HIV baby free of virus after being treated within hours of birth
Baby is second to receive treatment and remain virus-free
A baby treated for HIV within hours of birth is free of the virus nearly a year later, in the second case that has raised hopes about early treatment, doctors said Wednesday.
The approach mirrored that taken for a Mississippi baby, who has been off treatment for 21 months and still has no detectable virus in her system.
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The latest research on the two young girls was presented at the annual Conference on Retroviruses and Opportunistic Infections (CROI) in Boston.
The newest case involves a Los Angeles baby was born to a mother infected with HIV and who had not been taking her medications, making her at high risk for transmission, said Yvonne Bryson, chief of pediatric infectious diseases at the David Geffen School of Medicine at the University of California, Los Angeles.
Audra Deveikis, a pediatric infectious disease specialist at Miller Children’s Hospital Long Beach, where the baby was born, tested the infant and gave her high, treatment-level doses of antiretroviral drugs before even knowing if she was HIV-positive, Bryson told AFP by phone from the conference.
“The way it works is you test and you treat before you know the results because it takes several days to get the results”, explained Bryson, a consultant on the case.
Treatment started at four hours of age, even earlier than the Mississippi child.
Eventually, the tests came back positive for HIV.
But by six days of age, the virus was undetectable.
“The remarkable thing about this particular baby is that the virus disappeared so quickly”, said Bryson.
The baby is still being treated with antiretroviral drugs, and researchers are cautious not to utter the world “cure” or even “remission” just yet.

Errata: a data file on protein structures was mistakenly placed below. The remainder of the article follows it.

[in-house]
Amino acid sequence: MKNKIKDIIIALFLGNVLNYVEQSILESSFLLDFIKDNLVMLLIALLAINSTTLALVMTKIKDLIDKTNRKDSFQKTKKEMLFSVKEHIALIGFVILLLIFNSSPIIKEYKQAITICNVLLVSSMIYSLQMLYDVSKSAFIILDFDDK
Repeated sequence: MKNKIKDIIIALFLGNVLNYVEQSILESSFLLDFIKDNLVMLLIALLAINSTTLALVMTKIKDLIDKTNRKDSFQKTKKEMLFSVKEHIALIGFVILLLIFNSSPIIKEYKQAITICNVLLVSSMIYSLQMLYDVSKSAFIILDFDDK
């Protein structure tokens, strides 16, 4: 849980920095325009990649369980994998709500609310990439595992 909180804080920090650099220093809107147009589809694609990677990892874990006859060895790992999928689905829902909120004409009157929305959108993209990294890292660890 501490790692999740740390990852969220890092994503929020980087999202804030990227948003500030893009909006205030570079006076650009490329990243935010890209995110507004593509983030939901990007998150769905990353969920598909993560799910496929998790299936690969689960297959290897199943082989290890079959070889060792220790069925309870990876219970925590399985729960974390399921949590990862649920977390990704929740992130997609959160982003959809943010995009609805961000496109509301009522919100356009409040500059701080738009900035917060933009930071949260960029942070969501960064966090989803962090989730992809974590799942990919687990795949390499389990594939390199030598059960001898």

Now aged 11 months, the child is doing well and continues to see doctors while under the care of a foster family.
She has “no detectable viral load, nothing since six days of age. That is the earliest ever”, said Bryson.
Once she turns two, doctors may decide to stop suppressive therapy to see if she is in remission, or if the virus would rebound.
“The only way we would know if the baby is in remission is to stop therapy,” explained Bryson.
Also at the conference, Deborah Persaud of Johns Hopkins University presented the latest on the Mississippi baby, who was given ART at 31 hours of age.
Now, the three-year-old is considered in remission from HIV, after drug treatment was stopped 21 months ago and no viral rebound has been observed.
Bryson said the Los Angeles team is optimistic that their baby will do just as well.
“The fact that it was a very fast reduction in the virus to undetectable levels makes us very hopeful that this baby might follow in the footsteps of the Mississippi which is still being followed”, said Bryson.
“We are learning a lot now and it is exciting for the future”.
There is no known cure for AIDS, which has infected some 70 million people around the world and killed 35 million, according to the World Health Organization.